Health Statistics for Black American Men

Concerning health statistics observed among black men

Doctor comforting patient in office. Credit: Jose Luis Pelaez Inv / Getty Images

Black men in the United States suffer worse health than any other racial group in America. For example, as a group, black men have the lowest life expectancy and the highest death rate compared to both men and women of other racial and ethnic groups.

Discrepancies in health statistics for the more than 17 million black men when compared to others highlight a great need to better address their causes.

 There are a number of reasons that can be pointed to as causes for the issues of poor health among black men. Racial discrimination, high rates of incarceration, unemployment, a lack of affordable health services, poor health education, cultural barriers, poverty, access to health insurance, and insufficient medical and social services catering to black men all negatively affect quality of life and health.

Here are some of the sobering health statistics for black men in the U.S.

Black Male Health Statistics

  • Black men live 7.1 years less than other racial groups.
  • They have higher death rates than women for all leading causes of death.
  • They experience disproportionately higher death rates in all the leading causes of death.
  • 40% of black men die prematurely from cardiovascular disease as compared to 21% of white men.
  • They have a higher incidence and a higher rate of death from oral cancer.
  • Black men are 5 times more likely to die of HIV/AIDS.

    Other Health Statistics

    • 44% of black men are considered overweight
    • 24% are obese
    • Black men suffer more preventable oral diseases that are treatable
    • A higher incidence of diabetes and prostate cancer
    • A high suicide rate. It is the 3rd leading cause of death in 15 to 24 year olds

    Ten Leading Causes of Death Among Black Americans (2013)

    1. Heart disease (24% of total deaths)
    1. Cancer (22.4%)
    2. Unintentional injuries (5.8%)
    3. Stroke (4.7%)
    4. Homicide (4.5%)
    5. Diabetes (4.1%)
    6. Chronic lower respiratory diseases (3.3%)
    7. Kidney disease (2.6%)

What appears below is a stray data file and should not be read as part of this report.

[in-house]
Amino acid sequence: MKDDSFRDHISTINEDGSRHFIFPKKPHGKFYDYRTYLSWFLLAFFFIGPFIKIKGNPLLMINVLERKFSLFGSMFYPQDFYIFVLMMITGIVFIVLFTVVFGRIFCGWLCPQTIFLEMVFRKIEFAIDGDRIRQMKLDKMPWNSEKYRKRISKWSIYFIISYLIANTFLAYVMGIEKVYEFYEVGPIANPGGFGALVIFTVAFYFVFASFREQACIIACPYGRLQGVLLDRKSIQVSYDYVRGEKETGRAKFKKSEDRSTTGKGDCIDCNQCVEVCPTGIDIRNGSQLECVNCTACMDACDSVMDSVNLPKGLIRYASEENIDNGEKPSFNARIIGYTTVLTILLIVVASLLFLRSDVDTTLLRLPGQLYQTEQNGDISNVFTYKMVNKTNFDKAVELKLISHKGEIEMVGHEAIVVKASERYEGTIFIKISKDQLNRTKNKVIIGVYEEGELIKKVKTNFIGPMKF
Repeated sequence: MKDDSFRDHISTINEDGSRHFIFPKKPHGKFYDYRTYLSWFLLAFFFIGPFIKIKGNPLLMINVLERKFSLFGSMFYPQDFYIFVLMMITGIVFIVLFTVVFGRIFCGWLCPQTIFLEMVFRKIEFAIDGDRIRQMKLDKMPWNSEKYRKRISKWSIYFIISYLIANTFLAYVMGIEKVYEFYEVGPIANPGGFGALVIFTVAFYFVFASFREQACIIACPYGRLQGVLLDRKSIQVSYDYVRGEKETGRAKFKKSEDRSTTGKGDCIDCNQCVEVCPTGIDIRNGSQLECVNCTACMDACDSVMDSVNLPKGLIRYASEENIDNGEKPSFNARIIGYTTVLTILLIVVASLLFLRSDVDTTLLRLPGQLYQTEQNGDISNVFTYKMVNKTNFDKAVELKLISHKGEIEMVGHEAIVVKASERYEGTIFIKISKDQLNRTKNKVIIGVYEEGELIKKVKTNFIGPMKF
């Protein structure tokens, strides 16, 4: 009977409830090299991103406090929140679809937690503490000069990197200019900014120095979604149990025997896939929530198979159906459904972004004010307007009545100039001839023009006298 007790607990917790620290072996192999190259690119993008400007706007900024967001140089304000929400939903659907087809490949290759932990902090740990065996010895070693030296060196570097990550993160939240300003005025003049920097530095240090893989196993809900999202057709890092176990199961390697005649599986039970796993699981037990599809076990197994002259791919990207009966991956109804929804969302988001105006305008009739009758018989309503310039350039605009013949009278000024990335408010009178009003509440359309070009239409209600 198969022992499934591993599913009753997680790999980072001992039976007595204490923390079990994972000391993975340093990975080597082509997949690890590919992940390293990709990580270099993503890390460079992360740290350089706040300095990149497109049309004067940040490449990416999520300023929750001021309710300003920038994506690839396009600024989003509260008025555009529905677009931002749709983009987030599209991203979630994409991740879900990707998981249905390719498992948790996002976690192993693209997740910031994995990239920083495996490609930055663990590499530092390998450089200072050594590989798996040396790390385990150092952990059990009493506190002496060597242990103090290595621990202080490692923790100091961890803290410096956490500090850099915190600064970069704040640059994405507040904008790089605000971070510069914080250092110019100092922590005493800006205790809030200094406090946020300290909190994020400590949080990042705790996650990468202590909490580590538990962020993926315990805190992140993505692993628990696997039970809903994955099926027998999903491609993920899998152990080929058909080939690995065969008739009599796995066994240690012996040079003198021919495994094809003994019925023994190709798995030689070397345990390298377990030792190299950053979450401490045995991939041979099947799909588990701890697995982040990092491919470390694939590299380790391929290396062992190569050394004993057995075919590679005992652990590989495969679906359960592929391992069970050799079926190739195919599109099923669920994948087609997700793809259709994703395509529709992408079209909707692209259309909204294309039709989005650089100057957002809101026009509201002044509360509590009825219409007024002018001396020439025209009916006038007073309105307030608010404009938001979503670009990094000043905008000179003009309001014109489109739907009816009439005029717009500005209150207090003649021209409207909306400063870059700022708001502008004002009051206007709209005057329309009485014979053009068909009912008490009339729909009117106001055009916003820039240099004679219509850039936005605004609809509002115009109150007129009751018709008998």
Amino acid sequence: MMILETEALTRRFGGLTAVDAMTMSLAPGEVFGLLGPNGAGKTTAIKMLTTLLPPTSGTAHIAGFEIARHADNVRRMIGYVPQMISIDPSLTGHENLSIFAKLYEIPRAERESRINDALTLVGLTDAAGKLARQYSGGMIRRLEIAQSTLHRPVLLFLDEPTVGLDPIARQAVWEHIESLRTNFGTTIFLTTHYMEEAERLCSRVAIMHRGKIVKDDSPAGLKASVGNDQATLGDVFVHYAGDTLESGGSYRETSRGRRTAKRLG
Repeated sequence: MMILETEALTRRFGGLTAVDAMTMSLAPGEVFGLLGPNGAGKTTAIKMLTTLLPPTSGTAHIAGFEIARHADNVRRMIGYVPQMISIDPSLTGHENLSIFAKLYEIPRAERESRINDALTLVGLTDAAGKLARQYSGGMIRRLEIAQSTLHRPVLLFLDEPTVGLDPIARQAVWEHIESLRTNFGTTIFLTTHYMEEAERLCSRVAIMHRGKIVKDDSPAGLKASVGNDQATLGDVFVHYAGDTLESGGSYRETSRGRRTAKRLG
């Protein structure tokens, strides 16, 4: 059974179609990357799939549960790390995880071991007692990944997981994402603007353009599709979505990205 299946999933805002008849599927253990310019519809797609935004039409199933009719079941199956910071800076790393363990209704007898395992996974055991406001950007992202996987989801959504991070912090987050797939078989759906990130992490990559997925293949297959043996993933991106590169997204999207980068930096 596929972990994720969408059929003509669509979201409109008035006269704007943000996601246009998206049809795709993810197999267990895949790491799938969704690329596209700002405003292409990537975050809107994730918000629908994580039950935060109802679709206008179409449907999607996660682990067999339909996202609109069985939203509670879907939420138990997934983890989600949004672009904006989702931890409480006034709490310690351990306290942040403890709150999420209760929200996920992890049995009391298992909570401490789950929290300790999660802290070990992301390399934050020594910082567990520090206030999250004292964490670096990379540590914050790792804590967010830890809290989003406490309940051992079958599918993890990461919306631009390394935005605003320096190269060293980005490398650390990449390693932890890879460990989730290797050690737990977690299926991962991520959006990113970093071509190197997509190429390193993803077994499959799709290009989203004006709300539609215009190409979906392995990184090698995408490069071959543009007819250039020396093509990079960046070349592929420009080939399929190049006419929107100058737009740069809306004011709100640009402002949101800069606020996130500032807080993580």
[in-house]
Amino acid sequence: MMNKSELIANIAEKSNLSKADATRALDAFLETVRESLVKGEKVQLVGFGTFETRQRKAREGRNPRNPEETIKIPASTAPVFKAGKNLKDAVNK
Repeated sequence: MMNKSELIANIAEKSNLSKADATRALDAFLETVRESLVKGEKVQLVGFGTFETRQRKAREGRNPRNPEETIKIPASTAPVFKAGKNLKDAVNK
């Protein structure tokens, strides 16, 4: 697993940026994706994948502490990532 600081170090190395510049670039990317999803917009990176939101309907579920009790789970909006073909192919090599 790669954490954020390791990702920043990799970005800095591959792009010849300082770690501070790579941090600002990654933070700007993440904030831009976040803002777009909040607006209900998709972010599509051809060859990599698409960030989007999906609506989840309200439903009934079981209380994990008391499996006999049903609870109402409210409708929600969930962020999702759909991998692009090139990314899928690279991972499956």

8. Speticemia (1.9%)
    9. Influenza and pneumonia (1.7%)

    Homicide a Leading Cause of Death Among Black Men Ages 15-34

    In the category of leading causes of death, when broken down by age group for black males in the U.S., more disturbing statistics are revealed.

    For young black men between the ages of 15 and 34, the number one cause of death in 2013 was homicide.

    Further breakdown of deaths by age group among young black men due to homicide:

    • Ages 15-19, homicide accounted for 47.8% of total deaths
    • Ages 20-24, 49.9% of total deaths
    • Ages 25-34, 33.5% of total deaths

    Compared to the statics of all males in the U.S. in these same age categories, homicide was the third leading cause of death with drastically different percentages of total death attributable to homicide:

    • Ages 15-19, homicide accounted for 18.3% of total deaths
    • Ages 20-24, 17.9% of total deaths
    • Ages 25-34, 11.3% of total deaths

      2016 Report on HIV Risks for Black Men

      In February of 2016, the Centers for Disease Control and Prevention (CDC) released a report assessing the lifetime risk of HIV in the U.S. by state, as well as by key at-risk populations. The report revealed surprising statistics for black men in the U.S.

      Among black heterosexual men, there was a 1 in 20 lifetime risk, compared to a 1 in 132 lifetime risk for white heterosexual men. 

      But even more shocking was the lifetime risk for gay black men: 1 in 2—50% of gay black men have a lifetime risk of HIV.

      This is a very concerning statistic that is not easily explained, as the very same factors that affect the overall health statistics of black men in the U.S. described above also play a complex role in this statistic as well.

      Further Reading


      Health, United States, 2003. 2003. Centers for Disease Control.

      Leading Causes of Death in Males, 2013. 2013. Centers for Disease Control.

      Lifetime Risk of HIV Diagnosis in the United States. 2016. Centers for Disease Control and Prevention (CDC).Atlanta, Georgia.

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